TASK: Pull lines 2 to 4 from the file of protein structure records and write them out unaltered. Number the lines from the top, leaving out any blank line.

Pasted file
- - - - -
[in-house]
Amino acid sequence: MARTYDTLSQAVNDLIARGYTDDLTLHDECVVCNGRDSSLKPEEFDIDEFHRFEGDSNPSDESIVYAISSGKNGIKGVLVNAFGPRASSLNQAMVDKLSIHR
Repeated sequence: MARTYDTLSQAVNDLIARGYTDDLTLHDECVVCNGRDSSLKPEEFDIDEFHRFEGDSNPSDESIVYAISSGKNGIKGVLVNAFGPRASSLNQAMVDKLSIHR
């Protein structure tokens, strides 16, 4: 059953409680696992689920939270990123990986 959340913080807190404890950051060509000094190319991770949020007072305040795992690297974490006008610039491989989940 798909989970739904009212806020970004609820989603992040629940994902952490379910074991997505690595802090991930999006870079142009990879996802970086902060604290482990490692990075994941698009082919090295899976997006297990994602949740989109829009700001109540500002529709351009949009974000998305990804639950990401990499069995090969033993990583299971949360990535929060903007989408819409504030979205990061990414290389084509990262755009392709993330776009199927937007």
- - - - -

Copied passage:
Amino acid sequence: MARTYDTLSQAVNDLIARGYTDDLTLHDECVVCNGRDSSLKPEEFDIDEFHRFEGDSNPSDESIVYAISSGKNGIKGVLVNAFGPRASSLNQAMVDKLSIHR
Repeated sequence: MARTYDTLSQAVNDLIARGYTDDLTLHDECVVCNGRDSSLKPEEFDIDEFHRFEGDSNPSDESIVYAISSGKNGIKGVLVNAFGPRASSLNQAMVDKLSIHR
């Protein structure tokens, strides 16, 4: 059953409680696992689920939270990123990986 959340913080807190404890950051060509000094190319991770949020007072305040795992690297974490006008610039491989989940 798909989970739904009212806020970004609820989603992040629940994902952490379910074991997505690595802090991930999006870079142009990879996802970086902060604290482990490692990075994941698009082919090295899976997006297990994602949740989109829009700001109540500002529709351009949009974000998305990804639950990401990499069995090969033993990583299971949360990535929060903007989408819409504030979205990061990414290389084509990262755009392709993330776009199927937007």